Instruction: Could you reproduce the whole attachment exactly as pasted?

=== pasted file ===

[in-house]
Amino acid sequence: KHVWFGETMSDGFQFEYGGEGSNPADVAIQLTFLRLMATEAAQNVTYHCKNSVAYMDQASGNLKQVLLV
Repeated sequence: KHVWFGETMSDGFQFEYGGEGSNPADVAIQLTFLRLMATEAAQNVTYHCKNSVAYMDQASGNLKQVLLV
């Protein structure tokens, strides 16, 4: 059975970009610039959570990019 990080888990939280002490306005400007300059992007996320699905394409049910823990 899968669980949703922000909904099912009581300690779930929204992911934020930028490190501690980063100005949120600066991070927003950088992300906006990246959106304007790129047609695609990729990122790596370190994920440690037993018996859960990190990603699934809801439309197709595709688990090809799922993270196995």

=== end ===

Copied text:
[in-house]
Amino acid sequence: KHVWFGETMSDGFQFEYGGEGSNPADVAIQLTFLRLMATEAAQNVTYHCKNSVAYMDQASGNLKQVLLV
Repeated sequence: KHVWFGETMSDGFQFEYGGEGSNPADVAIQLTFLRLMATEAAQNVTYHCKNSVAYMDQASGNLKQVLLV
């Protein structure tokens, strides 16, 4: 059975970009610039959570990019 990080888990939280002490306005400007300059992007996320699905394409049910823990 899968669980949703922000909904099912009581300690779930929204992911934020930028490190501690980063100005949120600066991070927003950088992300906006990246959106304007790129047609695609990729990122790596370190994920440690037993018996859960990190990603699934809801439309197709595709688990090809799922993270196995």